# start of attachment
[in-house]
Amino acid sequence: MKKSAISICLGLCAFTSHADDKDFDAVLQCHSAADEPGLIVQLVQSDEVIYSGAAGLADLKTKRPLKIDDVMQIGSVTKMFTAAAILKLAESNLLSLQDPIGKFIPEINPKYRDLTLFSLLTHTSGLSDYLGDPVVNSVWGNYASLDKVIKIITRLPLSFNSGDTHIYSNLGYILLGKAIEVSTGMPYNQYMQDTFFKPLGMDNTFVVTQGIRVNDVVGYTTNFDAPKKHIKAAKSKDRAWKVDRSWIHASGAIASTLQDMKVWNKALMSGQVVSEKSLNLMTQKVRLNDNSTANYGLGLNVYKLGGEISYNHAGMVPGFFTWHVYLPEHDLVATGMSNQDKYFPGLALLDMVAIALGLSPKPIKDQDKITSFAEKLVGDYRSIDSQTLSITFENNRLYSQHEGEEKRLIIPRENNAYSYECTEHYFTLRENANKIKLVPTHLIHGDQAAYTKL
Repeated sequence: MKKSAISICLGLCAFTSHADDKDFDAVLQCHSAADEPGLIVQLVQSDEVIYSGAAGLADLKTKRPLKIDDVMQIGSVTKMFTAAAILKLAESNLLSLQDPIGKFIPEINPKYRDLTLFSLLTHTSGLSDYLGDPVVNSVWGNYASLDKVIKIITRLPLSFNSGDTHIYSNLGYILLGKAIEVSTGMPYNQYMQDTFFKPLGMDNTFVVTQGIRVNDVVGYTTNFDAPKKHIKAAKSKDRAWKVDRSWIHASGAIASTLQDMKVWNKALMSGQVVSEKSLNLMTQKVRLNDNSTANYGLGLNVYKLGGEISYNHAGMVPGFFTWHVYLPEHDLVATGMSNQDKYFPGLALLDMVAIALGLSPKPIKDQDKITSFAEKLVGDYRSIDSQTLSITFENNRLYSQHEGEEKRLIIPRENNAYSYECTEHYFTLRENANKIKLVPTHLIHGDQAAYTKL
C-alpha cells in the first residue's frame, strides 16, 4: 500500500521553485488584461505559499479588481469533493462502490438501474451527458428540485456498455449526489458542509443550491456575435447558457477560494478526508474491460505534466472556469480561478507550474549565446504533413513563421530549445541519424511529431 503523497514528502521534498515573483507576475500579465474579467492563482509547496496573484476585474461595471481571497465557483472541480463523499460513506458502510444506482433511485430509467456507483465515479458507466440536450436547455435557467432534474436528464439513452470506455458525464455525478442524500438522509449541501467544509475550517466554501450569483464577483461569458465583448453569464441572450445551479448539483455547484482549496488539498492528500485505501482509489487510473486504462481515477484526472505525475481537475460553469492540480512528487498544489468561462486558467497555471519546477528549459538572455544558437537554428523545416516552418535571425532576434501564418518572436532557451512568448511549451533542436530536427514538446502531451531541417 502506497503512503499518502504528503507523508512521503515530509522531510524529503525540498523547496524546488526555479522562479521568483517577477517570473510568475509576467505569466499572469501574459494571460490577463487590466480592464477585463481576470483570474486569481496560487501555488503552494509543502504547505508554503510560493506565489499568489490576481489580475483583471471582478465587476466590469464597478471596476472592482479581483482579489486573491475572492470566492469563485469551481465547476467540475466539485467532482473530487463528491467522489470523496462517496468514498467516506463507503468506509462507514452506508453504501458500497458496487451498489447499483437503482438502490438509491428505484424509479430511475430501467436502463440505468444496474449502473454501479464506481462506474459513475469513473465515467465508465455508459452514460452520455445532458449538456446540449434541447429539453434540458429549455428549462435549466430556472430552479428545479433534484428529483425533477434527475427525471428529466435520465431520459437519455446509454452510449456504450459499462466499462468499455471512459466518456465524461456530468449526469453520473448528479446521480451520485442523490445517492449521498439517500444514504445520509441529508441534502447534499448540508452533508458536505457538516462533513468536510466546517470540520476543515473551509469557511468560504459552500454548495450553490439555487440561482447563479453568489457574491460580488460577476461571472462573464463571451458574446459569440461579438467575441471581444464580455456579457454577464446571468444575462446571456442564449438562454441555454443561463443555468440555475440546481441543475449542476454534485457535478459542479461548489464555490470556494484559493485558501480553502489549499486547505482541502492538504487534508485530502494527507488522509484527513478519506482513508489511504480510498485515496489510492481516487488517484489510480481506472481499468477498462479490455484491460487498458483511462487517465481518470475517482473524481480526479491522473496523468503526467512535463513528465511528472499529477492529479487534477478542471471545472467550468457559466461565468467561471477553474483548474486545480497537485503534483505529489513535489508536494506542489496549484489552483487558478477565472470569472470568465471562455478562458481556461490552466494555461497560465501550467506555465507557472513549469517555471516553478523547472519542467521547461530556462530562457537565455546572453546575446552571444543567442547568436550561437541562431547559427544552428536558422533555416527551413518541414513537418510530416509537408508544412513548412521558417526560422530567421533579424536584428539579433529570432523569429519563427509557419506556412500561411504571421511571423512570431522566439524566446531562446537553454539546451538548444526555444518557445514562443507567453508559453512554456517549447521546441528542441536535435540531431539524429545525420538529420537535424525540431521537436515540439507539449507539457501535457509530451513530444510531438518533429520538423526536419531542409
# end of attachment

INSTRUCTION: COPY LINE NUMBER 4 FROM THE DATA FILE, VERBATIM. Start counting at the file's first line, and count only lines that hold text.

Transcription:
C-alpha cells in the first residue's frame, strides 16, 4: 500500500521553485488584461505559499479588481469533493462502490438501474451527458428540485456498455449526489458542509443550491456575435447558457477560494478526508474491460505534466472556469480561478507550474549565446504533413513563421530549445541519424511529431 503523497514528502521534498515573483507576475500579465474579467492563482509547496496573484476585474461595471481571497465557483472541480463523499460513506458502510444506482433511485430509467456507483465515479458507466440536450436547455435557467432534474436528464439513452470506455458525464455525478442524500438522509449541501467544509475550517466554501450569483464577483461569458465583448453569464441572450445551479448539483455547484482549496488539498492528500485505501482509489487510473486504462481515477484526472505525475481537475460553469492540480512528487498544489468561462486558467497555471519546477528549459538572455544558437537554428523545416516552418535571425532576434501564418518572436532557451512568448511549451533542436530536427514538446502531451531541417 502506497503512503499518502504528503507523508512521503515530509522531510524529503525540498523547496524546488526555479522562479521568483517577477517570473510568475509576467505569466499572469501574459494571460490577463487590466480592464477585463481576470483570474486569481496560487501555488503552494509543502504547505508554503510560493506565489499568489490576481489580475483583471471582478465587476466590469464597478471596476472592482479581483482579489486573491475572492470566492469563485469551481465547476467540475466539485467532482473530487463528491467522489470523496462517496468514498467516506463507503468506509462507514452506508453504501458500497458496487451498489447499483437503482438502490438509491428505484424509479430511475430501467436502463440505468444496474449502473454501479464506481462506474459513475469513473465515467465508465455508459452514460452520455445532458449538456446540449434541447429539453434540458429549455428549462435549466430556472430552479428545479433534484428529483425533477434527475427525471428529466435520465431520459437519455446509454452510449456504450459499462466499462468499455471512459466518456465524461456530468449526469453520473448528479446521480451520485442523490445517492449521498439517500444514504445520509441529508441534502447534499448540508452533508458536505457538516462533513468536510466546517470540520476543515473551509469557511468560504459552500454548495450553490439555487440561482447563479453568489457574491460580488460577476461571472462573464463571451458574446459569440461579438467575441471581444464580455456579457454577464446571468444575462446571456442564449438562454441555454443561463443555468440555475440546481441543475449542476454534485457535478459542479461548489464555490470556494484559493485558501480553502489549499486547505482541502492538504487534508485530502494527507488522509484527513478519506482513508489511504480510498485515496489510492481516487488517484489510480481506472481499468477498462479490455484491460487498458483511462487517465481518470475517482473524481480526479491522473496523468503526467512535463513528465511528472499529477492529479487534477478542471471545472467550468457559466461565468467561471477553474483548474486545480497537485503534483505529489513535489508536494506542489496549484489552483487558478477565472470569472470568465471562455478562458481556461490552466494555461497560465501550467506555465507557472513549469517555471516553478523547472519542467521547461530556462530562457537565455546572453546575446552571444543567442547568436550561437541562431547559427544552428536558422533555416527551413518541414513537418510530416509537408508544412513548412521558417526560422530567421533579424536584428539579433529570432523569429519563427509557419506556412500561411504571421511571423512570431522566439524566446531562446537553454539546451538548444526555444518557445514562443507567453508559453512554456517549447521546441528542441536535435540531431539524429545525420538529420537535424525540431521537436515540439507539449507539457501535457509530451513530444510531438518533429520538423526536419531542409